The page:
City officials voted to spend $87 million to buy more than 100 acres of southeast Austin property from semiconductor company Tokyo Electron to be converted into office space and a new transit-oriented community.

What happened

City Council authorized the acquisition of two adjacent tracts March 21:
  • Tokyo Electron's 46.79-acre office campus at 2400 Grove Blvd.
  • A vacant 60.37-acre site at 5601 E. Riverside Drive, also owned by the company
The city will eventually house an expansion of its Combined Transportation, Emergency, and Communications Center, which is currently overcapacity, across the nearly 190,000 square feet of offices there. The rest of the land is expected to support future mixed-use development centered around housing.

The purchase comes as city officials and staff have been considering ways to move operations and employees out of leased space and into owned property, a strategy viewed as saving the city money long-term.

The approach

City staff began considering the purchase soon after Tokyo Electron put its campus on the market last September, Financial Services Department spokesperson Kimberly Moore said, given the potential for mixed-use, retail and residential development there.

Following the acquisition, Austin plans to lease the offices back to Tokyo Electron through at least the rest of 2024. Moore said the city expects to recoup $3.65 million from the company's rent payments this year and will review its plans for the campus before moving employees in.

"The exact number of staff that will move into the facility is to be determined. During the one-year leaseback period, the city will assess design and renovation needs for the CTECC space, associated costs and funding options. The office space is in excellent condition and will require minimal renovation," she said in an email.

Specific redevelopment plans for the proposed affordable housing and other development have not yet been determined. The land will be transferred to Austin Housing Finance Corp.—the nonprofit affordable housing entity overseen by City Council—for that initiative in the future.

What they're saying

Mayor Kirk Watson said the development could support significant workforce housing for area employees near the proposed Project Connect rail line that'd run down Riverside Drive.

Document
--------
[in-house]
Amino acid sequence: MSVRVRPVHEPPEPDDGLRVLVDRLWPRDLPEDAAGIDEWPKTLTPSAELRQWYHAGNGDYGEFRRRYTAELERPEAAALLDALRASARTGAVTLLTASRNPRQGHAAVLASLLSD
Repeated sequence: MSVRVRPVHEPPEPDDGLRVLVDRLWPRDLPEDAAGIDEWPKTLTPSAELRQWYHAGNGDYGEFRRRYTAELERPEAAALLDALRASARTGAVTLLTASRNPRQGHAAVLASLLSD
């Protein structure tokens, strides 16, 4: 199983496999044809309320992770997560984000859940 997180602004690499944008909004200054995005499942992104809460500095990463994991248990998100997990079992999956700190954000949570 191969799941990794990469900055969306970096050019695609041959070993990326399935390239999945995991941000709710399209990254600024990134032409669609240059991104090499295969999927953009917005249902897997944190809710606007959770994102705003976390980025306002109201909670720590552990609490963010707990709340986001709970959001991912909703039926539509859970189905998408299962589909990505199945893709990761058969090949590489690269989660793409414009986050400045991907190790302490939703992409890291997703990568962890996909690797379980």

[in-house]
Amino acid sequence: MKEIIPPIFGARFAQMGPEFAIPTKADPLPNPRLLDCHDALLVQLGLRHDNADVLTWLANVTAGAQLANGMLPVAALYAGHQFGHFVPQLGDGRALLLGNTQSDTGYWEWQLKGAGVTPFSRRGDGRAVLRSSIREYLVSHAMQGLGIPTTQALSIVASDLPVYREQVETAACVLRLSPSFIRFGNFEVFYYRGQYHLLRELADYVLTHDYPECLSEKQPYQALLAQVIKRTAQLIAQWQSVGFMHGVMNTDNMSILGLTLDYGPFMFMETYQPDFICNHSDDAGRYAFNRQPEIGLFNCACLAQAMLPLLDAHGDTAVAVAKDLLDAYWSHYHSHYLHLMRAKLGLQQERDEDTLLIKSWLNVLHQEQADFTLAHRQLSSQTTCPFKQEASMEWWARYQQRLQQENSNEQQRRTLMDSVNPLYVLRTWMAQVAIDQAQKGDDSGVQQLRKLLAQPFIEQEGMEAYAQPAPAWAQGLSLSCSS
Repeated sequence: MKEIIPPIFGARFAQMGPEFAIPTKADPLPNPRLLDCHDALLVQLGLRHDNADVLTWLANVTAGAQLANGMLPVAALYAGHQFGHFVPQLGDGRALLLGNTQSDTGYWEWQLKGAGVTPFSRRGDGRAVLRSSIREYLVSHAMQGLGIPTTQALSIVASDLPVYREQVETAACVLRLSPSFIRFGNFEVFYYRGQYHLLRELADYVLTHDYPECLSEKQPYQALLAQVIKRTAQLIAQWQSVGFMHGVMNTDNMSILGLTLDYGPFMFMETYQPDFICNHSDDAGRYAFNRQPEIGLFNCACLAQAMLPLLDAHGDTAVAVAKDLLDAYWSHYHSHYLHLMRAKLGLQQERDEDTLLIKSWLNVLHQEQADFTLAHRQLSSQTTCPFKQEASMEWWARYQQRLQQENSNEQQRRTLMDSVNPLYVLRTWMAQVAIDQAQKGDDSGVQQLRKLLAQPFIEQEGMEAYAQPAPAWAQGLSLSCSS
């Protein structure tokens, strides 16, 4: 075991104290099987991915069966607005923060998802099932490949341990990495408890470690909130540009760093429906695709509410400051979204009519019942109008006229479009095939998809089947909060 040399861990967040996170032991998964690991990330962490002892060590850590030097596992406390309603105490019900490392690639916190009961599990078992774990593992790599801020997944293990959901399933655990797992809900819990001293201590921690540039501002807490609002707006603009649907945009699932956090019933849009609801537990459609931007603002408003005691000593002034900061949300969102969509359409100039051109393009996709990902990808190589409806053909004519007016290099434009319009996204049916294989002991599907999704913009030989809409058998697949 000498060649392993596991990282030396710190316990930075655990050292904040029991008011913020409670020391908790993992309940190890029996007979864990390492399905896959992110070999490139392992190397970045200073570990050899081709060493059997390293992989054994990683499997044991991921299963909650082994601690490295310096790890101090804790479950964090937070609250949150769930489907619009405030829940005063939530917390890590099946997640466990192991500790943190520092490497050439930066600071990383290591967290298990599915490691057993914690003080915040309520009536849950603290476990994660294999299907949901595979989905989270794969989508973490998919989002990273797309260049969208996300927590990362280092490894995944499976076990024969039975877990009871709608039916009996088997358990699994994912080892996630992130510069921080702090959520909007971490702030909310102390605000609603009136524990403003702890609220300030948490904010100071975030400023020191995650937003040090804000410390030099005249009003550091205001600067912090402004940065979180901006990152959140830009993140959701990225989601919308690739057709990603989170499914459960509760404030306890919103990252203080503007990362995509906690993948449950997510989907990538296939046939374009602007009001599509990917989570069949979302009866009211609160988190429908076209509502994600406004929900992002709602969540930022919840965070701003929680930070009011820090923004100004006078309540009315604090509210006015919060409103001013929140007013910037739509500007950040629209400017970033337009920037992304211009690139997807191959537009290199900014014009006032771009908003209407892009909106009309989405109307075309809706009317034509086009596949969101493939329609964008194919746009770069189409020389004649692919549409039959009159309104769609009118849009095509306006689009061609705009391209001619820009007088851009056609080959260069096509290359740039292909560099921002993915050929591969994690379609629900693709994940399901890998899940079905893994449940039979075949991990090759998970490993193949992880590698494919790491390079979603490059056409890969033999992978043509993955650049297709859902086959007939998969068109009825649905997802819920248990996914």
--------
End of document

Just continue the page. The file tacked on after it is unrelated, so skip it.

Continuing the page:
"The vision is for a dense, transit-oriented neighborhood that could conservatively accommodate 1,100 living units. Think about something akin to the Mueller neighborhood—but intentionally built around public transit and with the benefit of the lessons learned about ensuring affordability and other challenges in a much-in-demand planned community," Watson said in a March newsletter.

Council member José Velásquez, who represents the surrounding District 3, called the purchase a "monumental opportunity" for his community and the city.

"One of the greatest aspects of this acquisition is that we are the drivers. And with intentionality, discipline, thoughtfulness and a focus on accessibility and inclusion, we can leverage this opportunity into creating a vibrant, affordable, transit-friendly community that sustainably serves the needs of many and works to mitigate the impacts of displacement," he said after council's March 21 vote.

The new property is also located across the street from about 18.5 acres of undeveloped land on Grove Boulevard also owned by the AHFC. Assistant City Manager Veronica Briseño said "extensive planning, feasibility assessments, and community engagement" will take place before any housing project gets underway.

"The site’s strategic location provides the city with a rare opportunity to acquire a remarkable quantity of contiguous acreage that can help address multiple community needs, create affordable housing alongside space for commercial and cultural endeavors, and all with exceptional access to public transit," she said in a memo.

The cost

The city plans to issue certifications of obligation to buy the existing office facility for $59.88 million, while $27.17 million of the city's anti-displacement funds tied to the Project Connect transit system will cover the remainder.

The land is located off the proposed rail corridor in an area identified by the city as being at risk of displacement given the presence of vulnerable communities, ongoing demographic shifts and a hot housing market.

As of 2023, the Travis Central Appraisal District valued the properties at a combined $49.38 million. Moore said the city's purchase price was based on a third-party appraisal completed in March.

Some context

Tokyo Electron's land sale comes as it's readying to relocate from its longtime home in southeast Austin to nearly 100,000 square feet of high-rise office space just south of downtown.

The Grove Boulevard campus served as the company's North American headquarters since the 1990s. Alongside the office move, Tokyo Electron is also looking to expand its Austin-area presence with about 100,000 additional square feet for research and development and training centers, and 40,000 square feet of offices in Taylor.